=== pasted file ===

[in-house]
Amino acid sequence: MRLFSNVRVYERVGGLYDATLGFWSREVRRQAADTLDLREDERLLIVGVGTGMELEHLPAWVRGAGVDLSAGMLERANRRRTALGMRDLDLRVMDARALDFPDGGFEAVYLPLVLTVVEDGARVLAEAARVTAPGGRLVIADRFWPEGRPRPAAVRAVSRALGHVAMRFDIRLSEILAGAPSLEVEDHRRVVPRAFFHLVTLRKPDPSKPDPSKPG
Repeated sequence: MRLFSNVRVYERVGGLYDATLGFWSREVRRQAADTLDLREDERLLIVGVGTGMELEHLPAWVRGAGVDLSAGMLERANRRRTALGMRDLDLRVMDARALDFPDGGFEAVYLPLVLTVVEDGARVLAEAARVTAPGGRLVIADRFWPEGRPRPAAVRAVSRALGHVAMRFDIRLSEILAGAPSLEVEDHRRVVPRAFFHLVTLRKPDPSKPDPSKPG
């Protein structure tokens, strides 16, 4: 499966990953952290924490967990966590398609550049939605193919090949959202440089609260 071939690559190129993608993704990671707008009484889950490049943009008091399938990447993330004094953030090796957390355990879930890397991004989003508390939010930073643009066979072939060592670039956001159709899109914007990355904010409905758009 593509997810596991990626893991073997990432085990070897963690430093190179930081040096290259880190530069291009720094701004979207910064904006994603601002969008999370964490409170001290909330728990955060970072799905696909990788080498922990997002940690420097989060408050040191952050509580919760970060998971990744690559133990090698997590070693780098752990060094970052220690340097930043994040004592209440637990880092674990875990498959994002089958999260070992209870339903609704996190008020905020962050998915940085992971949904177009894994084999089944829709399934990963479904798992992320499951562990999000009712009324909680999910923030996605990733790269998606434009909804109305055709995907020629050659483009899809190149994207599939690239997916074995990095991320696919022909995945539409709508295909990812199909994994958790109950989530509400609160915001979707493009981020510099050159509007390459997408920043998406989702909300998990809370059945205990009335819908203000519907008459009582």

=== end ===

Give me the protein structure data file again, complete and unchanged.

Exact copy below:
[in-house]
Amino acid sequence: MRLFSNVRVYERVGGLYDATLGFWSREVRRQAADTLDLREDERLLIVGVGTGMELEHLPAWVRGAGVDLSAGMLERANRRRTALGMRDLDLRVMDARALDFPDGGFEAVYLPLVLTVVEDGARVLAEAARVTAPGGRLVIADRFWPEGRPRPAAVRAVSRALGHVAMRFDIRLSEILAGAPSLEVEDHRRVVPRAFFHLVTLRKPDPSKPDPSKPG
Repeated sequence: MRLFSNVRVYERVGGLYDATLGFWSREVRRQAADTLDLREDERLLIVGVGTGMELEHLPAWVRGAGVDLSAGMLERANRRRTALGMRDLDLRVMDARALDFPDGGFEAVYLPLVLTVVEDGARVLAEAARVTAPGGRLVIADRFWPEGRPRPAAVRAVSRALGHVAMRFDIRLSEILAGAPSLEVEDHRRVVPRAFFHLVTLRKPDPSKPDPSKPG
């Protein structure tokens, strides 16, 4: 499966990953952290924490967990966590398609550049939605193919090949959202440089609260 071939690559190129993608993704990671707008009484889950490049943009008091399938990447993330004094953030090796957390355990879930890397991004989003508390939010930073643009066979072939060592670039956001159709899109914007990355904010409905758009 593509997810596991990626893991073997990432085990070897963690430093190179930081040096290259880190530069291009720094701004979207910064904006994603601002969008999370964490409170001290909330728990955060970072799905696909990788080498922990997002940690420097989060408050040191952050509580919760970060998971990744690559133990090698997590070693780098752990060094970052220690340097930043994040004592209440637990880092674990875990498959994002089958999260070992209870339903609704996190008020905020962050998915940085992971949904177009894994084999089944829709399934990963479904798992992320499951562990999000009712009324909680999910923030996605990733790269998606434009909804109305055709995907020629050659483009899809190149994207599939690239997916074995990095991320696919022909995945539409709508295909990812199909994994958790109950989530509400609160915001979707493009981020510099050159509007390459997408920043998406989702909300998990809370059945205990009335819908203000519907008459009582």